New Research Could Undercut Claims of Obesity Epidemic
New unpublished research conducted by researchers at CDC and the National Cancer Institute likely will conclude that the number of annual obesity-related deaths in the United States "pales in comparison" to the 435,000 annual tobacco-related deaths and could "undercut claims of a recent surge" in obesity-related deaths, the Wall Street Journal reports. According to the new research, annual obesity-related deaths likely are comparable to the 85,000 annual deaths from alcohol consumption or the 75,000 from infections (McKay, Wall Street Journal, 12/3).
An internal CDC investigation last week determined an agency study published in the Journal of the American Medical Association in March that said obesity could overtake tobacco as the leading cause of preventable death in the near future inflated the number of annual obesity-related deaths by tens of thousands because of statistical errors. The study led to an HHS advertising campaign on obesity and an increased focus on obesity research at NIH, which increased funding for such research from $378.6 million in 2003 to $400.1 million in 2004 (California Healthline, 11/23).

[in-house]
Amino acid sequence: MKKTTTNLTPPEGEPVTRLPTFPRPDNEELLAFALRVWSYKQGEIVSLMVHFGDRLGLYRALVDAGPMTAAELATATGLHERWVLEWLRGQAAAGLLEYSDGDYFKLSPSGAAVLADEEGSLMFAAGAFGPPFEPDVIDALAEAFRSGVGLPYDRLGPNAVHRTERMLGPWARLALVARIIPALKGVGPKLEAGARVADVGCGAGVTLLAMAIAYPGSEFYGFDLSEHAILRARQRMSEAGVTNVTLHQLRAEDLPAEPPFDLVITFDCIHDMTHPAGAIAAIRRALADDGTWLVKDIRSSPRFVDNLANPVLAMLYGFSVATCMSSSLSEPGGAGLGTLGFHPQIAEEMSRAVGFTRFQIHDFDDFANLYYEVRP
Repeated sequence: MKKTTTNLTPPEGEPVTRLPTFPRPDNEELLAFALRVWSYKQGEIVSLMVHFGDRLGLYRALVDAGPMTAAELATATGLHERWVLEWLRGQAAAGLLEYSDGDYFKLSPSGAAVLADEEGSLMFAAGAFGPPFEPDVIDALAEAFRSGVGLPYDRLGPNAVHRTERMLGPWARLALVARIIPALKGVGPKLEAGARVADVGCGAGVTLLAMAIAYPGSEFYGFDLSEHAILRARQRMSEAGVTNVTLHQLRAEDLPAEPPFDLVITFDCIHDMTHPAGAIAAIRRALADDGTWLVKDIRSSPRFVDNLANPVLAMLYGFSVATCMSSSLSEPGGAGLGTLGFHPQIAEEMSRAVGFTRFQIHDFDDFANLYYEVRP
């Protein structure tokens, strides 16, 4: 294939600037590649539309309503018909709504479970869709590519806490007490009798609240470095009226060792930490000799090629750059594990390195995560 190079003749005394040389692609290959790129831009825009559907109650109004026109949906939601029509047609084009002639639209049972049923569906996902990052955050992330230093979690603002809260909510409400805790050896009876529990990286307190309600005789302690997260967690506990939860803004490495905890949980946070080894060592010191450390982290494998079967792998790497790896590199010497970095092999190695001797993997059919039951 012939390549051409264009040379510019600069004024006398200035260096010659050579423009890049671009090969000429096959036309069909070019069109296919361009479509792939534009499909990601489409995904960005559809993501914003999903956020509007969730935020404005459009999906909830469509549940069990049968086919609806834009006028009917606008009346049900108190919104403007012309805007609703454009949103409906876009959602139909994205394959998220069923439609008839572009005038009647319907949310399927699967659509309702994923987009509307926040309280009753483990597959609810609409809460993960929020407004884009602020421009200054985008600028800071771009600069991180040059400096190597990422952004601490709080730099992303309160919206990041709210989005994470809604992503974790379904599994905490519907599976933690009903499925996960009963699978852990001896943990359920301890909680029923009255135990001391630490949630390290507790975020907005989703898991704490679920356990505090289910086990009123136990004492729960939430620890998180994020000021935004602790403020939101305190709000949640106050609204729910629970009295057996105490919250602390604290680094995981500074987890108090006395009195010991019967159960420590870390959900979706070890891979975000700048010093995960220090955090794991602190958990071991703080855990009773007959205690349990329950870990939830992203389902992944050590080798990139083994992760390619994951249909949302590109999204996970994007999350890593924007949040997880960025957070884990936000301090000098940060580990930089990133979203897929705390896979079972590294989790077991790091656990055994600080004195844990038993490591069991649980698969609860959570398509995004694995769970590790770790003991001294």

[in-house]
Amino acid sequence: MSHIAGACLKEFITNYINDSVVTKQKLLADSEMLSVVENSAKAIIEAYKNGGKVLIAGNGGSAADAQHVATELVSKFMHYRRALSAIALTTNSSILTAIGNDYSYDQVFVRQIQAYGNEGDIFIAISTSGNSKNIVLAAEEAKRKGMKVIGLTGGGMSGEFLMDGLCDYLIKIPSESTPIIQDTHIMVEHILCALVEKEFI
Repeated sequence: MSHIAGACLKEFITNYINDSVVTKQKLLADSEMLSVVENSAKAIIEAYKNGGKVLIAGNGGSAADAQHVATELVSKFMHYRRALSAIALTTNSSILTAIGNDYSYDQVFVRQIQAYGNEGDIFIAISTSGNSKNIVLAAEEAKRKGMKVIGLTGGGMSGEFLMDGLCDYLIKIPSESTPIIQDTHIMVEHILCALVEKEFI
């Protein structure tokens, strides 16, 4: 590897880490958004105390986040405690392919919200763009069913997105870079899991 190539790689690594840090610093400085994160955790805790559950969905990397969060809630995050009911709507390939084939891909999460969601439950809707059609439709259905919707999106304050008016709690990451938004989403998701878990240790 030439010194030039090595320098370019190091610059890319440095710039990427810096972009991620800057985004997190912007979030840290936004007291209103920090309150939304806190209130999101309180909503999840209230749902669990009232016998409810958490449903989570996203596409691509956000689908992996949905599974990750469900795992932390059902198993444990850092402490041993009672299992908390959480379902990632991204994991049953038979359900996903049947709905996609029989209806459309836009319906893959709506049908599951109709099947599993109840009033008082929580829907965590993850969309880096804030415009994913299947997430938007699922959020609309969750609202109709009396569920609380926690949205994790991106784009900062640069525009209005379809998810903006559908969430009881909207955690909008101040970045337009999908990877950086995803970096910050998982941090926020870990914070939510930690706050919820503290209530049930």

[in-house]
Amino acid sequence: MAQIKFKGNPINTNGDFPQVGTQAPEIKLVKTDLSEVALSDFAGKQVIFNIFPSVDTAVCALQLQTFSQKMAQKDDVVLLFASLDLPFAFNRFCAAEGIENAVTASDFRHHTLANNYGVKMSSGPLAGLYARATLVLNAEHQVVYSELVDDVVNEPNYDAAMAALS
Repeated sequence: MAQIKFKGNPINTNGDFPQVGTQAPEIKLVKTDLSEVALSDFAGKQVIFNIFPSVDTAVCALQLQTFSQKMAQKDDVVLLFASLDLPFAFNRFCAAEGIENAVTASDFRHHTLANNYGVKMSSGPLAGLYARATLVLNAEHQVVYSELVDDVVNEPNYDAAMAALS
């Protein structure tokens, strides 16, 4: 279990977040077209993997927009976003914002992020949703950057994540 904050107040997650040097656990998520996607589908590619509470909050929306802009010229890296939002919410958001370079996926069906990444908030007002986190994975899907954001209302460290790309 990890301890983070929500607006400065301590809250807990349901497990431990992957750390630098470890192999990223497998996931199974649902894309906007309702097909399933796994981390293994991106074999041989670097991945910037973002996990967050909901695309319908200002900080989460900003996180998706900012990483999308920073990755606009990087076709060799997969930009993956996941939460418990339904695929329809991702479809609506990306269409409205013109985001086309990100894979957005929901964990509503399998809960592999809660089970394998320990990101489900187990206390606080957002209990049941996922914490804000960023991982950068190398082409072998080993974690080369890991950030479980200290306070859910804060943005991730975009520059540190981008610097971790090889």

Authors of the new research declined to discuss their results because they were not approved by NCI or accepted for publication by a scientific journal. In addition, the authors criticized the methodology of the disputed CDC study, which they said relied on data from young and otherwise healthy obese individuals, although most deaths occur in older individuals with other risk factors, such as tobacco use or other health problems. They said that the data used in the new research, which is based on an analysis of death certificates from three federal surveys through 2000, is more current and accounts for other risk factors. The new research also provides estimates of uncertainty -- such as a margin of error in survey data -- to make the results "more specific than previous studies," according to the Journal. Barry Graubard, one of authors of the new research and a statistician at NCI, said, "This is nationally representative data" (Wall Street Journal, 12/3).